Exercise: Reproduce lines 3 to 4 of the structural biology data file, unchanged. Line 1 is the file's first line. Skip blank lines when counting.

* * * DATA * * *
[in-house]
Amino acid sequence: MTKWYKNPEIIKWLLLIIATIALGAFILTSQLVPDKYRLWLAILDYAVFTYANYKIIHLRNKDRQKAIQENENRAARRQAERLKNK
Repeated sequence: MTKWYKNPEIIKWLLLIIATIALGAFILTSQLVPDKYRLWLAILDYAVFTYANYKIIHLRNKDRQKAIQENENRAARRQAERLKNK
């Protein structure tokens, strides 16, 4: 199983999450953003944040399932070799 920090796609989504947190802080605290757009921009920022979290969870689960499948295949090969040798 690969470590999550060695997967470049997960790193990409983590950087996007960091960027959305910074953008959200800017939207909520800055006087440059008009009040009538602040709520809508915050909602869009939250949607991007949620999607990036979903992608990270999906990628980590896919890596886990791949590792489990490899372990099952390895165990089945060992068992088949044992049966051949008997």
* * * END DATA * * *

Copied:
Repeated sequence: MTKWYKNPEIIKWLLLIIATIALGAFILTSQLVPDKYRLWLAILDYAVFTYANYKIIHLRNKDRQKAIQENENRAARRQAERLKNK
């Protein structure tokens, strides 16, 4: 199983999450953003944040399932070799 920090796609989504947190802080605290757009921009920022979290969870689960499948295949090969040798 690969470590999550060695997967470049997960790193990409983590950087996007960091960027959305910074953008959200800017939207909520800055006087440059008009009040009538602040709520809508915050909602869009939250949607991007949620999607990036979903992608990270999906990628980590896919890596886990791949590792489990490899372990099952390895165990089945060992068992088949044992049966051949008997």